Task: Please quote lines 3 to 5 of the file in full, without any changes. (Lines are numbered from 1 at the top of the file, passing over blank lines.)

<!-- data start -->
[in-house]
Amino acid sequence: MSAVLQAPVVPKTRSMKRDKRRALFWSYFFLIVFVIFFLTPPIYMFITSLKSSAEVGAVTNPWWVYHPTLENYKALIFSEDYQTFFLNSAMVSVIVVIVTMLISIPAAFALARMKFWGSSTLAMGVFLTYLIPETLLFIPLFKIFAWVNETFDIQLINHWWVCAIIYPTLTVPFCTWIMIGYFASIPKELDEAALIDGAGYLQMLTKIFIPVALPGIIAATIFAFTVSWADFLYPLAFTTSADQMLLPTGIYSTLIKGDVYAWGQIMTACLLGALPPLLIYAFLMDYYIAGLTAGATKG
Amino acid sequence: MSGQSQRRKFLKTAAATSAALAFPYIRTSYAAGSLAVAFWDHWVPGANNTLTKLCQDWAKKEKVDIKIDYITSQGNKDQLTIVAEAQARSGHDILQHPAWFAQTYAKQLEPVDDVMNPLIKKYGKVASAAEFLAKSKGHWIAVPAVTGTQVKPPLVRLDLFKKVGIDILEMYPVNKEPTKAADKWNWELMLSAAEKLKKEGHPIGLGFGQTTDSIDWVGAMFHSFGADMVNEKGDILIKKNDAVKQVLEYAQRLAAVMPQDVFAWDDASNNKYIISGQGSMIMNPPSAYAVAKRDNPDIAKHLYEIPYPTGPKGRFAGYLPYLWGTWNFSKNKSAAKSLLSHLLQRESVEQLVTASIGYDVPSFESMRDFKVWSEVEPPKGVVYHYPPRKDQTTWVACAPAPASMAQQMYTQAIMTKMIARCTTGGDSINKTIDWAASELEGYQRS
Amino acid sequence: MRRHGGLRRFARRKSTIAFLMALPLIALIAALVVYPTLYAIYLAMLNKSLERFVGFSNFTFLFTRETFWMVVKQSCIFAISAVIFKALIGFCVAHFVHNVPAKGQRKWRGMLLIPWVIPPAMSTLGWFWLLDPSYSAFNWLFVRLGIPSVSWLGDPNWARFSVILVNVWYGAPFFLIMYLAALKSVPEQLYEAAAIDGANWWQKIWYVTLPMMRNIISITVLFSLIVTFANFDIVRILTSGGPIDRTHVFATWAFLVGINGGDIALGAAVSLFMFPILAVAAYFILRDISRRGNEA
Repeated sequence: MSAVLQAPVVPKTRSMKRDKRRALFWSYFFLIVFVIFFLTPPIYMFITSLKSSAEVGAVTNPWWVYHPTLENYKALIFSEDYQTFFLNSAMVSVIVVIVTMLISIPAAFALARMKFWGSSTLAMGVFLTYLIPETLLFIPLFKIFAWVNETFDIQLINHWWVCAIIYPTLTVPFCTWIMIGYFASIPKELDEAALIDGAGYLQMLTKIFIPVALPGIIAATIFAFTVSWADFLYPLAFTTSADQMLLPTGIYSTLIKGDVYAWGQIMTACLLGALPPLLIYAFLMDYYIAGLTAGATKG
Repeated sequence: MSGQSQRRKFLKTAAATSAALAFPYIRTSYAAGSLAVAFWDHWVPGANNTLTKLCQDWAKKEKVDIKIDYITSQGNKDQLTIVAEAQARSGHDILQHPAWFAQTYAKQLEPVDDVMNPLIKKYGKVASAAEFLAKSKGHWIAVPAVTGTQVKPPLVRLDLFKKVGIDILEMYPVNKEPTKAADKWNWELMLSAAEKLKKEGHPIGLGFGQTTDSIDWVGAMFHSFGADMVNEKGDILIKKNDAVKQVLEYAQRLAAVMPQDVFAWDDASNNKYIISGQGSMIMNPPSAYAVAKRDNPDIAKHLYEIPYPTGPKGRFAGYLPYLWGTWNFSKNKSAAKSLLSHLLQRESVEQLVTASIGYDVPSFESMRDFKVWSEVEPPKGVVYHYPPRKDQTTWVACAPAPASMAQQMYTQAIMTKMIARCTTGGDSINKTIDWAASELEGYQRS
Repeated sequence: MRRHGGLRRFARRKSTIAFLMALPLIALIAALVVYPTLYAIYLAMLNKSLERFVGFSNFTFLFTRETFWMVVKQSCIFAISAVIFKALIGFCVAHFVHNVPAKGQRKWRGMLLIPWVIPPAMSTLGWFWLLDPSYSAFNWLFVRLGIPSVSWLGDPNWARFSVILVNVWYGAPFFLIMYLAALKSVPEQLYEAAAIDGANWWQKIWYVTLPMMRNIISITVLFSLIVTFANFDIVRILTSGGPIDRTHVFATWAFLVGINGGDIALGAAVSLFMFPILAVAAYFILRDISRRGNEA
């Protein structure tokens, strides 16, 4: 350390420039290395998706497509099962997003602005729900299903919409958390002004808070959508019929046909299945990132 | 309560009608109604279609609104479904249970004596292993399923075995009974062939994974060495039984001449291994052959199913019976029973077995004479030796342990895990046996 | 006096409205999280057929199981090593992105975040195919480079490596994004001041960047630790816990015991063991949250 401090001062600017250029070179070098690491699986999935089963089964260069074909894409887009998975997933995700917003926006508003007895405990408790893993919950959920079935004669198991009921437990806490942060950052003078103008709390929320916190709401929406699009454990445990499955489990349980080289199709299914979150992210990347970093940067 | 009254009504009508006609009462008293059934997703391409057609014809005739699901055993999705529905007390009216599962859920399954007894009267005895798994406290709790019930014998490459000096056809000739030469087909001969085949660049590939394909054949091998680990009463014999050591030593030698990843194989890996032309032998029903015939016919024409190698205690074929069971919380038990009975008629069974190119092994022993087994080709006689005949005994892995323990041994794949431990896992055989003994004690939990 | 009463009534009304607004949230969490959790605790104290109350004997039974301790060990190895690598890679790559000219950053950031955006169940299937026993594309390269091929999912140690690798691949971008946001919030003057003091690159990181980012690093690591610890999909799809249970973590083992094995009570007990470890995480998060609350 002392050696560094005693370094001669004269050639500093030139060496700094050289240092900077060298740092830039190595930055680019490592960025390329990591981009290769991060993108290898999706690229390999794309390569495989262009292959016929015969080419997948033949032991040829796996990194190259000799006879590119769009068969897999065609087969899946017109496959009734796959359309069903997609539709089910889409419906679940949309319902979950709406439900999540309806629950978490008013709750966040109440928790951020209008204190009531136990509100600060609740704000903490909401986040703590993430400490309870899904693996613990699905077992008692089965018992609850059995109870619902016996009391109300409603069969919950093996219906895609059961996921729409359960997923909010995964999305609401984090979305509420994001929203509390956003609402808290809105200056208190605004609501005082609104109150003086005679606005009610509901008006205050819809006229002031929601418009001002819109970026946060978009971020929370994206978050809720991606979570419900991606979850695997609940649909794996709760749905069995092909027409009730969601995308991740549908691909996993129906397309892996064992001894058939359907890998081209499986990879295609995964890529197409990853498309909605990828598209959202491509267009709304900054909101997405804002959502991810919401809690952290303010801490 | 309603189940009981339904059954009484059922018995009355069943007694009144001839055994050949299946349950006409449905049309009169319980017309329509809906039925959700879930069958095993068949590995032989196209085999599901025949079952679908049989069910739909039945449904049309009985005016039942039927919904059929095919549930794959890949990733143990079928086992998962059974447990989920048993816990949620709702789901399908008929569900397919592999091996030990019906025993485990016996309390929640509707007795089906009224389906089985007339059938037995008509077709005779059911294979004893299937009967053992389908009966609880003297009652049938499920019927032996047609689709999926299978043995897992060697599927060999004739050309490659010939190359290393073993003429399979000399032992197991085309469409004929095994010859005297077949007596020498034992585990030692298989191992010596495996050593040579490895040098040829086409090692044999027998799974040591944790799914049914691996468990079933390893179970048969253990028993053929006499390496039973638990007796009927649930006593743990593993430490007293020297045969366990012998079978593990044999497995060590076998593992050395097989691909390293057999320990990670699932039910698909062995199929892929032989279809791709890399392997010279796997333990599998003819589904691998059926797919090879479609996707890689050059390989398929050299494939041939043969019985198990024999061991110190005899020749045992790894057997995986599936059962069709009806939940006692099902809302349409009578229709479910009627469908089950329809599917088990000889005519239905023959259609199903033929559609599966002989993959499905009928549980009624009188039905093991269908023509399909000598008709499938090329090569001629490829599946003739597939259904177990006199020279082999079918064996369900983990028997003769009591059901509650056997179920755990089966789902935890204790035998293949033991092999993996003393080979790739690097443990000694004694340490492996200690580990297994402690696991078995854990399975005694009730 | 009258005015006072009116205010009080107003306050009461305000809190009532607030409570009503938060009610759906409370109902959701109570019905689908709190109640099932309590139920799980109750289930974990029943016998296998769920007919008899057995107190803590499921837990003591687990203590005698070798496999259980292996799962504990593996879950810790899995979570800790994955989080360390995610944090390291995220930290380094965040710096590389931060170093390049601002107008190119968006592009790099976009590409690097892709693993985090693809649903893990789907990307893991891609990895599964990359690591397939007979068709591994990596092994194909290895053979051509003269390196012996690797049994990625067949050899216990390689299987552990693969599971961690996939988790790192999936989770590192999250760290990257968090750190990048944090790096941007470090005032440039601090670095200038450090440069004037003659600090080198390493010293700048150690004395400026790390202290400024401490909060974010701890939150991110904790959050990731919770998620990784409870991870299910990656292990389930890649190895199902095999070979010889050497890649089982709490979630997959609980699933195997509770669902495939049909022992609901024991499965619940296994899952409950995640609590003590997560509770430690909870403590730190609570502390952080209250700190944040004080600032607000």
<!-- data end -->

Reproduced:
Amino acid sequence: MSGQSQRRKFLKTAAATSAALAFPYIRTSYAAGSLAVAFWDHWVPGANNTLTKLCQDWAKKEKVDIKIDYITSQGNKDQLTIVAEAQARSGHDILQHPAWFAQTYAKQLEPVDDVMNPLIKKYGKVASAAEFLAKSKGHWIAVPAVTGTQVKPPLVRLDLFKKVGIDILEMYPVNKEPTKAADKWNWELMLSAAEKLKKEGHPIGLGFGQTTDSIDWVGAMFHSFGADMVNEKGDILIKKNDAVKQVLEYAQRLAAVMPQDVFAWDDASNNKYIISGQGSMIMNPPSAYAVAKRDNPDIAKHLYEIPYPTGPKGRFAGYLPYLWGTWNFSKNKSAAKSLLSHLLQRESVEQLVTASIGYDVPSFESMRDFKVWSEVEPPKGVVYHYPPRKDQTTWVACAPAPASMAQQMYTQAIMTKMIARCTTGGDSINKTIDWAASELEGYQRS
Amino acid sequence: MRRHGGLRRFARRKSTIAFLMALPLIALIAALVVYPTLYAIYLAMLNKSLERFVGFSNFTFLFTRETFWMVVKQSCIFAISAVIFKALIGFCVAHFVHNVPAKGQRKWRGMLLIPWVIPPAMSTLGWFWLLDPSYSAFNWLFVRLGIPSVSWLGDPNWARFSVILVNVWYGAPFFLIMYLAALKSVPEQLYEAAAIDGANWWQKIWYVTLPMMRNIISITVLFSLIVTFANFDIVRILTSGGPIDRTHVFATWAFLVGINGGDIALGAAVSLFMFPILAVAAYFILRDISRRGNEA
Repeated sequence: MSAVLQAPVVPKTRSMKRDKRRALFWSYFFLIVFVIFFLTPPIYMFITSLKSSAEVGAVTNPWWVYHPTLENYKALIFSEDYQTFFLNSAMVSVIVVIVTMLISIPAAFALARMKFWGSSTLAMGVFLTYLIPETLLFIPLFKIFAWVNETFDIQLINHWWVCAIIYPTLTVPFCTWIMIGYFASIPKELDEAALIDGAGYLQMLTKIFIPVALPGIIAATIFAFTVSWADFLYPLAFTTSADQMLLPTGIYSTLIKGDVYAWGQIMTACLLGALPPLLIYAFLMDYYIAGLTAGATKG